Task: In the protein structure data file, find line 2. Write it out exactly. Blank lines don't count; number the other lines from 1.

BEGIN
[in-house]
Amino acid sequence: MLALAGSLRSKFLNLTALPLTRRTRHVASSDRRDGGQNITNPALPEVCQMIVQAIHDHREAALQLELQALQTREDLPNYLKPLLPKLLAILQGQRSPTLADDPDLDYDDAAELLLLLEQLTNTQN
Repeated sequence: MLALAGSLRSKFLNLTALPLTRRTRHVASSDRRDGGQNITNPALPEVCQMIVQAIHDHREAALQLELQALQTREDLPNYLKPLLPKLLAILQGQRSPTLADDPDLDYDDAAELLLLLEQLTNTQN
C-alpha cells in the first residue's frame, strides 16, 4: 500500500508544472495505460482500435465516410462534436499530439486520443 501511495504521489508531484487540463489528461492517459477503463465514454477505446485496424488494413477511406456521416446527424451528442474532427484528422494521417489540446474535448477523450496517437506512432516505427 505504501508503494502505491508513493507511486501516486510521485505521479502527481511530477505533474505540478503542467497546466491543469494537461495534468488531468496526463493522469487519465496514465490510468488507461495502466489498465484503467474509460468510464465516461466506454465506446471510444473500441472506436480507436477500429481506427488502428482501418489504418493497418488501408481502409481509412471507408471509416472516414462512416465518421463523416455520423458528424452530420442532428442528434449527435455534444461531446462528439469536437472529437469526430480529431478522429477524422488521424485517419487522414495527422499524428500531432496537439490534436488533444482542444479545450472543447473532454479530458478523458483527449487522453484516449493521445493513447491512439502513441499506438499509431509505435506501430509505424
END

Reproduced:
Amino acid sequence: MLALAGSLRSKFLNLTALPLTRRTRHVASSDRRDGGQNITNPALPEVCQMIVQAIHDHREAALQLELQALQTREDLPNYLKPLLPKLLAILQGQRSPTLADDPDLDYDDAAELLLLLEQLTNTQN